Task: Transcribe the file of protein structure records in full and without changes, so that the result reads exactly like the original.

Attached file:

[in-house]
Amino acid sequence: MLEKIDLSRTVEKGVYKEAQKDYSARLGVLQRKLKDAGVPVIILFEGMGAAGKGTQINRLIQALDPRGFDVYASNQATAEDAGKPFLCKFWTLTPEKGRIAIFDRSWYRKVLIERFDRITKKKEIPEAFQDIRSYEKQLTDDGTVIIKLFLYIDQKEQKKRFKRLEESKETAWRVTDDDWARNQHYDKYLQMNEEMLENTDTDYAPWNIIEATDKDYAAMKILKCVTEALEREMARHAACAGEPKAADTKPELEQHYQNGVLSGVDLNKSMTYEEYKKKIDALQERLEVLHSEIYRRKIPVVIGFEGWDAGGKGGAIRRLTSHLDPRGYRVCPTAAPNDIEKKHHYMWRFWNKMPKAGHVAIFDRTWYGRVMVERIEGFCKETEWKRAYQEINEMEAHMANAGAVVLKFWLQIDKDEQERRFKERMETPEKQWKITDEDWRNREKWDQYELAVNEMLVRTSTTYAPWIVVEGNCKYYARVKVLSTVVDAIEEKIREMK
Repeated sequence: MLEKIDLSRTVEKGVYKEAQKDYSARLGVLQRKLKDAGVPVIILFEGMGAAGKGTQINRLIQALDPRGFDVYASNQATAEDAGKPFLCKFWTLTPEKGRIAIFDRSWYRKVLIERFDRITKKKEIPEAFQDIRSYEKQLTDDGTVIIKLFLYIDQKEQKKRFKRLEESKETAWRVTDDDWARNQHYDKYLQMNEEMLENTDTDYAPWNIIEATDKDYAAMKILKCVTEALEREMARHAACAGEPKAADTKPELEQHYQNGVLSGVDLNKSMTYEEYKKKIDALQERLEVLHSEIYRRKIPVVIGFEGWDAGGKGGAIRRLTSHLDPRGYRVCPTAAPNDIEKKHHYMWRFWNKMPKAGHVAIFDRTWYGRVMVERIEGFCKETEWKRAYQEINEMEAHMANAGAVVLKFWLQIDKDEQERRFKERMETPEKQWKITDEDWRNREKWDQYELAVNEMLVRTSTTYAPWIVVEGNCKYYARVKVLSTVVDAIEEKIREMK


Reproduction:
[in-house]
Amino acid sequence: MLEKIDLSRTVEKGVYKEAQKDYSARLGVLQRKLKDAGVPVIILFEGMGAAGKGTQINRLIQALDPRGFDVYASNQATAEDAGKPFLCKFWTLTPEKGRIAIFDRSWYRKVLIERFDRITKKKEIPEAFQDIRSYEKQLTDDGTVIIKLFLYIDQKEQKKRFKRLEESKETAWRVTDDDWARNQHYDKYLQMNEEMLENTDTDYAPWNIIEATDKDYAAMKILKCVTEALEREMARHAACAGEPKAADTKPELEQHYQNGVLSGVDLNKSMTYEEYKKKIDALQERLEVLHSEIYRRKIPVVIGFEGWDAGGKGGAIRRLTSHLDPRGYRVCPTAAPNDIEKKHHYMWRFWNKMPKAGHVAIFDRTWYGRVMVERIEGFCKETEWKRAYQEINEMEAHMANAGAVVLKFWLQIDKDEQERRFKERMETPEKQWKITDEDWRNREKWDQYELAVNEMLVRTSTTYAPWIVVEGNCKYYARVKVLSTVVDAIEEKIREMK
Repeated sequence: MLEKIDLSRTVEKGVYKEAQKDYSARLGVLQRKLKDAGVPVIILFEGMGAAGKGTQINRLIQALDPRGFDVYASNQATAEDAGKPFLCKFWTLTPEKGRIAIFDRSWYRKVLIERFDRITKKKEIPEAFQDIRSYEKQLTDDGTVIIKLFLYIDQKEQKKRFKRLEESKETAWRVTDDDWARNQHYDKYLQMNEEMLENTDTDYAPWNIIEATDKDYAAMKILKCVTEALEREMARHAACAGEPKAADTKPELEQHYQNGVLSGVDLNKSMTYEEYKKKIDALQERLEVLHSEIYRRKIPVVIGFEGWDAGGKGGAIRRLTSHLDPRGYRVCPTAAPNDIEKKHHYMWRFWNKMPKAGHVAIFDRTWYGRVMVERIEGFCKETEWKRAYQEINEMEAHMANAGAVVLKFWLQIDKDEQERRFKERMETPEKQWKITDEDWRNREKWDQYELAVNEMLVRTSTTYAPWIVVEGNCKYYARVKVLSTVVDAIEEKIREMK